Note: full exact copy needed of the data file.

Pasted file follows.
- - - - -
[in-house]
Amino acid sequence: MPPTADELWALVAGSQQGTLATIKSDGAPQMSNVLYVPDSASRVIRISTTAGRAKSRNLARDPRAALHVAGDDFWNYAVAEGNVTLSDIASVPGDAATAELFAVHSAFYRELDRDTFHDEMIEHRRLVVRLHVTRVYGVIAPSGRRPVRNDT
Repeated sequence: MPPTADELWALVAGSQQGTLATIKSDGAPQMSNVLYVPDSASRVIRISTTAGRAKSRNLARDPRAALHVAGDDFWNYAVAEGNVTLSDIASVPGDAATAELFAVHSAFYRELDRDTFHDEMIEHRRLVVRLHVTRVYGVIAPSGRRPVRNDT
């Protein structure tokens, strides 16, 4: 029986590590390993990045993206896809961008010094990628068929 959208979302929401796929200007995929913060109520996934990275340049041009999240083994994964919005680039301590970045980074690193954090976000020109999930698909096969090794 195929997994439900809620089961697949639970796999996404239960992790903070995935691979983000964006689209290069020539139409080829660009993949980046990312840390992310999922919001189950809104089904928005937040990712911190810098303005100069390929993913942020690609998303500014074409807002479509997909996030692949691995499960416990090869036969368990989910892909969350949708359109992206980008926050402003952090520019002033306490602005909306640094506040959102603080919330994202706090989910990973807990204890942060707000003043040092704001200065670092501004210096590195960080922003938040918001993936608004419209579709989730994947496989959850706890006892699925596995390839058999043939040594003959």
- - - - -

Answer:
[in-house]
Amino acid sequence: MPPTADELWALVAGSQQGTLATIKSDGAPQMSNVLYVPDSASRVIRISTTAGRAKSRNLARDPRAALHVAGDDFWNYAVAEGNVTLSDIASVPGDAATAELFAVHSAFYRELDRDTFHDEMIEHRRLVVRLHVTRVYGVIAPSGRRPVRNDT
Repeated sequence: MPPTADELWALVAGSQQGTLATIKSDGAPQMSNVLYVPDSASRVIRISTTAGRAKSRNLARDPRAALHVAGDDFWNYAVAEGNVTLSDIASVPGDAATAELFAVHSAFYRELDRDTFHDEMIEHRRLVVRLHVTRVYGVIAPSGRRPVRNDT
């Protein structure tokens, strides 16, 4: 029986590590390993990045993206896809961008010094990628068929 959208979302929401796929200007995929913060109520996934990275340049041009999240083994994964919005680039301590970045980074690193954090976000020109999930698909096969090794 195929997994439900809620089961697949639970796999996404239960992790903070995935691979983000964006689209290069020539139409080829660009993949980046990312840390992310999922919001189950809104089904928005937040990712911190810098303005100069390929993913942020690609998303500014074409807002479509997909996030692949691995499960416990090869036969368990989910892909969350949708359109992206980008926050402003952090520019002033306490602005909306640094506040959102603080919330994202706090989910990973807990204890942060707000003043040092704001200065670092501004210096590195960080922003938040918001993936608004419209579709989730994947496989959850706890006892699925596995390839058999043939040594003959």